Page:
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RBI relaxes ECB norms to prop up depreciating rupee

The Reserve Bank of India (RBI) on Wednesday liberalised some aspects of the external commercial borrowings (ECBs) policy including those related to rupee-denominated bonds to help check rupee depreciation.

RBI relaxes ECB norms to prop up depreciating rupee


“It has been decided to allow eligible ECB borrowers who are into manufacturing sector to raise ECB up to $50 million or its equivalent with a minimum average maturity period of 1 year,” the RBI said in a notification. Till date, ECB up to $50 million or its equivalent could be raised by eligible borrowers with minimum average maturity period of three years. The decision to revise the minimum average maturity period of three years to one year was part of the five measures announced by the government last week after Prime Minister Narendra Modi held an economic review meeting.

Presently, Indian banks can act as arranger and underwriter for rupee denominated bonds (RDBs), also called masala bonds, issued overseas, and their holding cannot be more than five per cent of the issue size after six months of issue as an underwriter. 

“It has now been decided to permit Indian banks to participate as arrangers/underwriters/market makers/traders in RDBs issued overseas subject to applicable prudential norms,” the central bank said.

Last Monday, the government exempted tax on interest payable by Indian companies to non-residents, including foreign companies, on borrowings through off-shore rupee denominated bonds issued till March 31, 2019.

Till now, interest payable on such bonds issued before July 1, 2020 was liable for concessional rate of tax of five per cent. These steps, which are aimed at raising the foreign exchange inflow, are part of the multi-pronged strategy to curb current account deficit (CAD) and rupee depreciation.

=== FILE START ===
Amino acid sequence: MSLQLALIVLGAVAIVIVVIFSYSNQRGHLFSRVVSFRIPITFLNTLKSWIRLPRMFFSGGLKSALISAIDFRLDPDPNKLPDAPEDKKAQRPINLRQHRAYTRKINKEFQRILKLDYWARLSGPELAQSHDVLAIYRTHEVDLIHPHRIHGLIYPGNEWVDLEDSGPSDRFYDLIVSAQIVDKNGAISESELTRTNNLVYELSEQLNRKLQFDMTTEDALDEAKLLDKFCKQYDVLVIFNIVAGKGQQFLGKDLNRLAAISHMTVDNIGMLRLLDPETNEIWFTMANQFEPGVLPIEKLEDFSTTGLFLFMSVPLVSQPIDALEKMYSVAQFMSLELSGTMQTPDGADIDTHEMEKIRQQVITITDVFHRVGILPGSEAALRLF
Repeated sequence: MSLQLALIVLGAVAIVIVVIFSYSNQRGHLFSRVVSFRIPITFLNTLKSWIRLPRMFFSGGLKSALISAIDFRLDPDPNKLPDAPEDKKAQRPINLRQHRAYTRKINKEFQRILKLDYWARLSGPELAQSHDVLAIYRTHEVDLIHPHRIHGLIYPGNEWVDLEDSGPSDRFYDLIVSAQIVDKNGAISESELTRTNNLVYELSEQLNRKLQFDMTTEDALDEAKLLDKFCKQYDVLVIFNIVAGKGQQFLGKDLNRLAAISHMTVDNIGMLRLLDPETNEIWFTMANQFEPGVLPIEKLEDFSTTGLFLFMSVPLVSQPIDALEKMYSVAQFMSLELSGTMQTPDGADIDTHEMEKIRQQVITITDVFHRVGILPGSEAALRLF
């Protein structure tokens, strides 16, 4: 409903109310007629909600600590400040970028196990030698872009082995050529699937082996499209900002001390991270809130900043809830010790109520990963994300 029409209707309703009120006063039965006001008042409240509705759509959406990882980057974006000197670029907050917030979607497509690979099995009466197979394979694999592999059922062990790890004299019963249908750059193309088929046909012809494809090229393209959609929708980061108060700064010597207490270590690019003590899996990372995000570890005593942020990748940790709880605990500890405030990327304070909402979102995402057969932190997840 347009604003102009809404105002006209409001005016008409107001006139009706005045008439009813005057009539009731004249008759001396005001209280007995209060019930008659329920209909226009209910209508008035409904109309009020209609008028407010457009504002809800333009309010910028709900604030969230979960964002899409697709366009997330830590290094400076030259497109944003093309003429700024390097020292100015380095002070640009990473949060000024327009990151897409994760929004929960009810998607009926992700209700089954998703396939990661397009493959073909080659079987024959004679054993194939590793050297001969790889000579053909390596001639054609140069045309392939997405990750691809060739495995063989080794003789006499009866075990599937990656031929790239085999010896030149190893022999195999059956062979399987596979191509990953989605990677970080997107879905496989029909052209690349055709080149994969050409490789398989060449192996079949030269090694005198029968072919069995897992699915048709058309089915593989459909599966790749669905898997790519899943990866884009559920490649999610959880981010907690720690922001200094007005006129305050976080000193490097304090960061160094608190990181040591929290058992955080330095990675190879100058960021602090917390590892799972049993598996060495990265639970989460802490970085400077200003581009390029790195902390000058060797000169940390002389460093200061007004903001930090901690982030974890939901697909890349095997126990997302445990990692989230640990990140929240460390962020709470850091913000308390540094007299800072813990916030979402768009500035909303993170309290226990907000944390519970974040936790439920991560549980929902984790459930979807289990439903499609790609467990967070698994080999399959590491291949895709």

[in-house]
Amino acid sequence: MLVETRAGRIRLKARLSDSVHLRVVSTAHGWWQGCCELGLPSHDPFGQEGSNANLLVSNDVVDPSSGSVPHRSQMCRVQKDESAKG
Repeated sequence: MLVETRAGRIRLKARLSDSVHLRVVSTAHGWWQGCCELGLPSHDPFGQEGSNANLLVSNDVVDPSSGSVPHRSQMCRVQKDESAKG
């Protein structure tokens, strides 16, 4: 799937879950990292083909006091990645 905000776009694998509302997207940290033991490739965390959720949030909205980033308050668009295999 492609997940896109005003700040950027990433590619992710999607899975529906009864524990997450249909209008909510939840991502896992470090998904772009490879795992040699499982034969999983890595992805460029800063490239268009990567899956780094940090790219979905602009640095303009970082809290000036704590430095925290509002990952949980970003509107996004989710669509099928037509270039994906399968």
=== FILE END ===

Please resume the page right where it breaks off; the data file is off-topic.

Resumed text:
Last Friday, after the Prime Minister held the economic review meet, Finance Minister Arun Jaitley announced the government’s five measures and also a broad policy decision to curb non-essential imports and increase exports.

Rupee fall temporary, long-term path stable: Top official

As the rupee keeps falling to new lows, a top government official on Wednesday said it was a temporary phenomenon and the long-term path for rupee-dollar exchange rate was “quite stable”. 

He also said the government will soon come out with the list of non-essential imports, which the government had earlier announced would be limited to check rising current account deficit.  

“The ten per cent depreciation in last few weeks might have actually shot down our economy a bit. But that’s temporary,” Economic Affairs Secretary Subhash Chandra Garg said at an event here. 

“Everybody understands and agrees that that’s a temporary (phase). With such high growth and inflation differential, the long-term path for rupee versus dollar is quite stable,” he said. Garg was speaking during an economic conclave on “Rural India: Road to $5 trillion economy” organised by the PHD Chamber of Commerce. 

He said it was an achievable goal for India to become a five trillion-dollar economy by 2025 despite the short-term depreciation in rupee.

“There is always an implication of the dollar-rupee exchange rate. What you measure as five trillion dollars is in dollar terms. So, when we appreciate, we become a larger dollar economy and when we depreciate, we become a relatively smaller dollar economy,” he said. 

India considers raising import duty on steel to support rupee

The steel ministry has proposed increasing the effective import duty on some steel products to 15 percent from current rates ranging from 5 percent to 12.5 percent, according to two sources and a government document, as the country looks to support the rupee. The proposal is a part of a broader government plan to cut “non-necessary” imports to stop an outflow of dollars that has sent the rupee to record lows.

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